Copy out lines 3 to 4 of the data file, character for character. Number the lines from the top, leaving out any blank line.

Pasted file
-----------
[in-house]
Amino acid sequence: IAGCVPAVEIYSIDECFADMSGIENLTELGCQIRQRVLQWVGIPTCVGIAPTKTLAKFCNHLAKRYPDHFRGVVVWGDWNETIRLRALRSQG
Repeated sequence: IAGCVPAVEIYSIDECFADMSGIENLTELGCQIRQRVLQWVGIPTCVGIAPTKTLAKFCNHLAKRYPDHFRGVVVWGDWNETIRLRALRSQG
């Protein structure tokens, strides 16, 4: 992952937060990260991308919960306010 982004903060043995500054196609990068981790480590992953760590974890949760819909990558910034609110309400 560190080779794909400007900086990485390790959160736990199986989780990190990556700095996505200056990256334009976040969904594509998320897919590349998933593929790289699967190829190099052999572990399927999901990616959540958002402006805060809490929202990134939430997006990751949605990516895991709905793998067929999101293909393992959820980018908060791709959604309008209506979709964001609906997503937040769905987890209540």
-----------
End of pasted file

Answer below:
Repeated sequence: IAGCVPAVEIYSIDECFADMSGIENLTELGCQIRQRVLQWVGIPTCVGIAPTKTLAKFCNHLAKRYPDHFRGVVVWGDWNETIRLRALRSQG
């Protein structure tokens, strides 16, 4: 992952937060990260991308919960306010 982004903060043995500054196609990068981790480590992953760590974890949760819909990558910034609110309400 560190080779794909400007900086990485390790959160736990199986989780990190990556700095996505200056990256334009976040969904594509998320897919590349998933593929790289699967190829190099052999572990399927999901990616959540958002402006805060809490929202990134939430997006990751949605990516895991709905793998067929999101293909393992959820980018908060791709959604309008209506979709964001609906997503937040769905987890209540």